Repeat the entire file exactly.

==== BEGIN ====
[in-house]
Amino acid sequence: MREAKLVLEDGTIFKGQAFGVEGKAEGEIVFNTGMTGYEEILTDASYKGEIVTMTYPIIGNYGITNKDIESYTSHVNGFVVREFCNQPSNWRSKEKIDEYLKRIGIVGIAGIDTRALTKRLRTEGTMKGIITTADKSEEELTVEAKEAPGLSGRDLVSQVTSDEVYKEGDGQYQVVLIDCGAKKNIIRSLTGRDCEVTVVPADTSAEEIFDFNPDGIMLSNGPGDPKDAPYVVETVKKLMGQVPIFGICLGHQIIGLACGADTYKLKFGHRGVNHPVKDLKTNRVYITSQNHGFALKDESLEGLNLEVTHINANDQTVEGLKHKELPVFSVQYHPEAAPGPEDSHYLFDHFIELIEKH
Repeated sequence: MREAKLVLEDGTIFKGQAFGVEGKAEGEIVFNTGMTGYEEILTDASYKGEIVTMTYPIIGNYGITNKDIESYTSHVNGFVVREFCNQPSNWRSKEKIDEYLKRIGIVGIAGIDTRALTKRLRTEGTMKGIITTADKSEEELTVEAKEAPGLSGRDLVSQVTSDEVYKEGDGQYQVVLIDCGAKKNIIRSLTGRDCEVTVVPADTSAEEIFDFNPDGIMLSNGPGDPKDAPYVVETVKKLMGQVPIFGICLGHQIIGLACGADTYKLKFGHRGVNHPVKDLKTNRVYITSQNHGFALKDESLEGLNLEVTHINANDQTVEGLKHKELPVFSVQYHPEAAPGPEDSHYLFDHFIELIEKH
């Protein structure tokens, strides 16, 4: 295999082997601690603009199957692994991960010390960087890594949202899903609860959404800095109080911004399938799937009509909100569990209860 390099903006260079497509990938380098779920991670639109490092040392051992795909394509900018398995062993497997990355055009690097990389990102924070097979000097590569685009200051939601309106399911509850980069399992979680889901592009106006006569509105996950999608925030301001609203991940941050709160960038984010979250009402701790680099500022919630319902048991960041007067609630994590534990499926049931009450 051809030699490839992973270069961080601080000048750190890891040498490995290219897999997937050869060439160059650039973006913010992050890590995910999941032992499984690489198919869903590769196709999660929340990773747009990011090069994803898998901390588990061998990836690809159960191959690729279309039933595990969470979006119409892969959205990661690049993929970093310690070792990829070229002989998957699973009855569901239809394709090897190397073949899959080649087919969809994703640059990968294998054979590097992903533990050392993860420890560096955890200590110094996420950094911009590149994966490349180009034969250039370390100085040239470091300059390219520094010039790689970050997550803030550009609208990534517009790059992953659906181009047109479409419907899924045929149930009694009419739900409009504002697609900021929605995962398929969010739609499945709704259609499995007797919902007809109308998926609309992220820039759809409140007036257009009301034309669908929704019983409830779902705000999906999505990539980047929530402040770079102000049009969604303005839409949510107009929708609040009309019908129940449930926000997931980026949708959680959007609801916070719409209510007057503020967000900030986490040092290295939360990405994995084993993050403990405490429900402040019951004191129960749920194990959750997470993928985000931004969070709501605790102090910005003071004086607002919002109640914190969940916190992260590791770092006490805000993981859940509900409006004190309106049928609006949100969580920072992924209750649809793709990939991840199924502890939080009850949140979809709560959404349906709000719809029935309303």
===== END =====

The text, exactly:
[in-house]
Amino acid sequence: MREAKLVLEDGTIFKGQAFGVEGKAEGEIVFNTGMTGYEEILTDASYKGEIVTMTYPIIGNYGITNKDIESYTSHVNGFVVREFCNQPSNWRSKEKIDEYLKRIGIVGIAGIDTRALTKRLRTEGTMKGIITTADKSEEELTVEAKEAPGLSGRDLVSQVTSDEVYKEGDGQYQVVLIDCGAKKNIIRSLTGRDCEVTVVPADTSAEEIFDFNPDGIMLSNGPGDPKDAPYVVETVKKLMGQVPIFGICLGHQIIGLACGADTYKLKFGHRGVNHPVKDLKTNRVYITSQNHGFALKDESLEGLNLEVTHINANDQTVEGLKHKELPVFSVQYHPEAAPGPEDSHYLFDHFIELIEKH
Repeated sequence: MREAKLVLEDGTIFKGQAFGVEGKAEGEIVFNTGMTGYEEILTDASYKGEIVTMTYPIIGNYGITNKDIESYTSHVNGFVVREFCNQPSNWRSKEKIDEYLKRIGIVGIAGIDTRALTKRLRTEGTMKGIITTADKSEEELTVEAKEAPGLSGRDLVSQVTSDEVYKEGDGQYQVVLIDCGAKKNIIRSLTGRDCEVTVVPADTSAEEIFDFNPDGIMLSNGPGDPKDAPYVVETVKKLMGQVPIFGICLGHQIIGLACGADTYKLKFGHRGVNHPVKDLKTNRVYITSQNHGFALKDESLEGLNLEVTHINANDQTVEGLKHKELPVFSVQYHPEAAPGPEDSHYLFDHFIELIEKH
């Protein structure tokens, strides 16, 4: 295999082997601690603009199957692994991960010390960087890594949202899903609860959404800095109080911004399938799937009509909100569990209860 390099903006260079497509990938380098779920991670639109490092040392051992795909394509900018398995062993497997990355055009690097990389990102924070097979000097590569685009200051939601309106399911509850980069399992979680889901592009106006006569509105996950999608925030301001609203991940941050709160960038984010979250009402701790680099500022919630319902048991960041007067609630994590534990499926049931009450 051809030699490839992973270069961080601080000048750190890891040498490995290219897999997937050869060439160059650039973006913010992050890590995910999941032992499984690489198919869903590769196709999660929340990773747009990011090069994803898998901390588990061998990836690809159960191959690729279309039933595990969470979006119409892969959205990661690049993929970093310690070792990829070229002989998957699973009855569901239809394709090897190397073949899959080649087919969809994703640059990968294998054979590097992903533990050392993860420890560096955890200590110094996420950094911009590149994966490349180009034969250039370390100085040239470091300059390219520094010039790689970050997550803030550009609208990534517009790059992953659906181009047109479409419907899924045929149930009694009419739900409009504002697609900021929605995962398929969010739609499945709704259609499995007797919902007809109308998926609309992220820039759809409140007036257009009301034309669908929704019983409830779902705000999906999505990539980047929530402040770079102000049009969604303005839409949510107009929708609040009309019908129940449930926000997931980026949708959680959007609801916070719409209510007057503020967000900030986490040092290295939360990405994995084993993050403990405490429900402040019951004191129960749920194990959750997470993928985000931004969070709501605790102090910005003071004086607002919002109640914190969940916190992260590791770092006490805000993981859940509900409006004190309106049928609006949100969580920072992924209750649809793709990939991840199924502890939080009850949140979809709560959404349906709000719809029935309303």